There is nothing wrong with combining pole buildings with straw. This goes double if you have to go down more than a couple of feet for a solid foundation. Pole structures reduce the amount of dirt you need to remove for your foundation. You will still need to put something under your straw to keep it off the ground. Since it won't be load bearing, you may get away with a thin layer of masonry on some gravel that is about the width of your bales. Once you have a dry surface about 6 inches off the ground (or what ever the high water mark is there), stacking the straw is fairly straight forward. If your ground situation is particularly damp, you may want to do a variation of something that they did in Europe. See an example here. They would create rectangular boxes with square beams and fill the spaces with a variety of things, straw, cob, rock and mortar, brick, sometimes they even plaster over the works. The buildings frequently last centuries, though the packing may need replaced every few decades. You could run a horizontal pole just above the ground, set the straw on the pole, and fill the underside with gravel and Wonderboard... my mind is rambling with Ideas but I'm lacking information.

Your roof. Gable? Hip? Are their Dormers? Which sides of the house are the eves on?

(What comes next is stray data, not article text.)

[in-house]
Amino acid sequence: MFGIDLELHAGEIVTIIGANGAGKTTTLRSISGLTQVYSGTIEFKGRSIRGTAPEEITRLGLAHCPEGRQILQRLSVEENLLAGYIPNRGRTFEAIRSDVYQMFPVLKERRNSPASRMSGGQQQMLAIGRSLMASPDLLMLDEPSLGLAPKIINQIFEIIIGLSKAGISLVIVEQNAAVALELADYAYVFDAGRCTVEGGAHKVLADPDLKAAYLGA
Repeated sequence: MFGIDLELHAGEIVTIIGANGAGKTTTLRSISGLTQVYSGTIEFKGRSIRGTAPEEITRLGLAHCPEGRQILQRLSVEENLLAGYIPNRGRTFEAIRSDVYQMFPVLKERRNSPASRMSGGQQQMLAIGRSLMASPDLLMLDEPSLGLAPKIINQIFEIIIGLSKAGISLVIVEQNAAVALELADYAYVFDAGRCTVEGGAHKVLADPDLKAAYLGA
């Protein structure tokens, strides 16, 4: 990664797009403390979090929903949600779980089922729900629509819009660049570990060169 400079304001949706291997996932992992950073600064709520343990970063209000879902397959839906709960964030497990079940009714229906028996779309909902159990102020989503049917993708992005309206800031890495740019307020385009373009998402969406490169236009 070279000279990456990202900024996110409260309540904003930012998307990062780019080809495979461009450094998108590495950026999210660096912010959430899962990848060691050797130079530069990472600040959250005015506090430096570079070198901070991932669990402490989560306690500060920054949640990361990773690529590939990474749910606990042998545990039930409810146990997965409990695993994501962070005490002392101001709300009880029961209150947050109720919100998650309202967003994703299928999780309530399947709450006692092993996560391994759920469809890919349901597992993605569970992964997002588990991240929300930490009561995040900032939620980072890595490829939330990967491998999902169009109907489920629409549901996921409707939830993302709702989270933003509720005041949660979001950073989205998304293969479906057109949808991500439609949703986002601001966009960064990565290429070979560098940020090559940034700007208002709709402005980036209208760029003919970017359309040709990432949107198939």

Jami McBride
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Posts: 1948
Location: PNW Oregon
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It is in Willamette Valley, mid Oregon about 12 miles from I-5. On the north side of a small valley running east wast, the land slopes gently south and is almost a square in shape.

I was just out there with the septic guy digging for the septic system and it looks like a clay slit mix, very orange from the clay, but powdery not extremely hard/chunky like solid clay. I didn't see any rock in it, so I'd guess it's light on the sand and gravel.

The house has settled a lot with the usual cracks in the plaster board, so I'm guessing they didn't use a curtain drain system preventing soil saturation around the foundation. I would bet they put a drain directly under the foundation. I'll be adding a french drain to surround the house on the uphill side (curtain). There is a steep rise in the land about 50' north of the house, so in the winter down comes the water just under the surface towards the building on the property.

The house has block foundation, thin walls, cheep doors, windows and flooring. All in all just a cheep house but not a shack, it was built in 1993. It was built on a place they leveled off and you can see the extra dirt they dumped in a semi circle, which drops off to join the natural lay of the land creating a shelf of soil. I imagine it to be clay silt, but haven't dug around the house.